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The Source: The Push To Eliminate The Ban On Exporting Oil

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A 39-year ban that keeps American oil from leaving the country--except under special case-by-case permitting--is seeing a serious challenge to its existence.

The "tight-oil" revolution is playing out in shale deposits across the country, including just south of San Antonio in the Eagle Ford. It has boosted the supply of oil to near record levels in the US and has producers worried about possible falling prices, a domestic glut, that would slow expansion of oil development. 

American oil producers are arguing to ease the export restrictions.

The issue has divided a usually united energy industry, pitting oil producers vs. refiners. 

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Credit U.S. Energy Information Administration

Domestic refiners of oil are worried that changes could negatively impact their business, having to compete with international refineries. Several large refiners have formed a lobbying group called Consumers and Refiners United for Domestic Energy (CRUDE).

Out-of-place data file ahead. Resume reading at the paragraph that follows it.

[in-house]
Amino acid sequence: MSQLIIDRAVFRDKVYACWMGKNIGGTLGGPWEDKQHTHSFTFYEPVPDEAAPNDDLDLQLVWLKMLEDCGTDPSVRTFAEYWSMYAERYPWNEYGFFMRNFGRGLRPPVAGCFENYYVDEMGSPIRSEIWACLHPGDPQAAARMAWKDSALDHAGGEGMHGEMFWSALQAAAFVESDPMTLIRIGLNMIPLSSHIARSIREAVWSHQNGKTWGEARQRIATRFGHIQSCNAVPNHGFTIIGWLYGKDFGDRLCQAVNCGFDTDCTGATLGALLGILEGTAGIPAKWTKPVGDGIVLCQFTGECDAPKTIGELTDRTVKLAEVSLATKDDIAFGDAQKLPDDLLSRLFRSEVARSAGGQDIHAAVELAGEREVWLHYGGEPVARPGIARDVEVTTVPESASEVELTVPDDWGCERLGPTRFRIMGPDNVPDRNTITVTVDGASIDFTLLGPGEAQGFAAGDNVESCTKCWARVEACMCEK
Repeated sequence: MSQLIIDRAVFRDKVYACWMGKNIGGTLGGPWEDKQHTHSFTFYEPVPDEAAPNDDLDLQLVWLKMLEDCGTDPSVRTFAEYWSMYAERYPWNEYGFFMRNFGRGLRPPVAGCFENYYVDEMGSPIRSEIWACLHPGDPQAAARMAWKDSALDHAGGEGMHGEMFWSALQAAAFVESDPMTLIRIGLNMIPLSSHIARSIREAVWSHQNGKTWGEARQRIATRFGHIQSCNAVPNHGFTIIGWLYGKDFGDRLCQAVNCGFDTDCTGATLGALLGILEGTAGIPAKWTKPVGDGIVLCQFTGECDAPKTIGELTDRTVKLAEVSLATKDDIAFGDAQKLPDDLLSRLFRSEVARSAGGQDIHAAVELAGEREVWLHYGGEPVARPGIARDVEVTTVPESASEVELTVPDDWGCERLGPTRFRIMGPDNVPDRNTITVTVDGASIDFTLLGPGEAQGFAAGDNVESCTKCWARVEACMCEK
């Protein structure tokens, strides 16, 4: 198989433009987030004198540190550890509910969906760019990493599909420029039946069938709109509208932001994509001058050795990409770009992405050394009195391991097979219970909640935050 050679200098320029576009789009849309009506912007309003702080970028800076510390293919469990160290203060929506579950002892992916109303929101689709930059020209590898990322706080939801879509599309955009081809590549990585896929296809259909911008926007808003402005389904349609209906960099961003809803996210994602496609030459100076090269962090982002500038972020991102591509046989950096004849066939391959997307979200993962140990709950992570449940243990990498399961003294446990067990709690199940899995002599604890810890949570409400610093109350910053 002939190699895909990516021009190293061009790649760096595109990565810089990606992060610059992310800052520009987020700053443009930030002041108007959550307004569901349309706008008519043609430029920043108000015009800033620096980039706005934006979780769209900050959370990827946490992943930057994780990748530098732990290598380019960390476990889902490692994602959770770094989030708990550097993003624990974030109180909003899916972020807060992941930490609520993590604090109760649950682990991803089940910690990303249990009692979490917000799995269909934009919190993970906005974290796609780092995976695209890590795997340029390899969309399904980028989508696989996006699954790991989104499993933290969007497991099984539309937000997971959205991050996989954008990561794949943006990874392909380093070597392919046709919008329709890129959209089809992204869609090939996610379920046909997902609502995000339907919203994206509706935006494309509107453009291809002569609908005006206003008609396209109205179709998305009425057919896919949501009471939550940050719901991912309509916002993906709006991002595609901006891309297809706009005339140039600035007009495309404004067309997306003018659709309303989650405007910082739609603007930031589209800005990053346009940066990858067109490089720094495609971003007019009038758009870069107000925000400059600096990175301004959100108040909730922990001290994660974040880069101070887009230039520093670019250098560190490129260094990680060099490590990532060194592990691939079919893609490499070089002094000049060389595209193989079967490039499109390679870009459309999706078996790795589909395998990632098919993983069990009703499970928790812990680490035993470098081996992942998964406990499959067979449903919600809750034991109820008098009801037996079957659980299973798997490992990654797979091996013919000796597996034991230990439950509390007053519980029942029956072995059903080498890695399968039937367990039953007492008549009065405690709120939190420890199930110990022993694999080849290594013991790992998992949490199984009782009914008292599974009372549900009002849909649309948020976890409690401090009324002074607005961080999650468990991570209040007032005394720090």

They have argued lifting the ban  would hurt American energy independence and security--their rationale being that if the domestic refinery market gets killed off or dramatically decreases there may not be adequate domestic capacity if our international partners are severed. 

The other argument commonly made is that gas prices will rise as a result. Many studies have been done to analyze this idea. One study found that prices would likely go down

Guests:

  • Russell Gold, senior energy reporter for the Wall Street Journal, author of the book "The Boom"
  • Stephen Brown, former analyst at the Federal Reserve Bank of Dallas, editor of the Journal of Energy Economics and a visiting fellow at Resources for the Future, a think tank devoted to natural resources and environmental issues
Paul Flahive can be reached at Paul@tpr.org and on Twitter at @paulflahive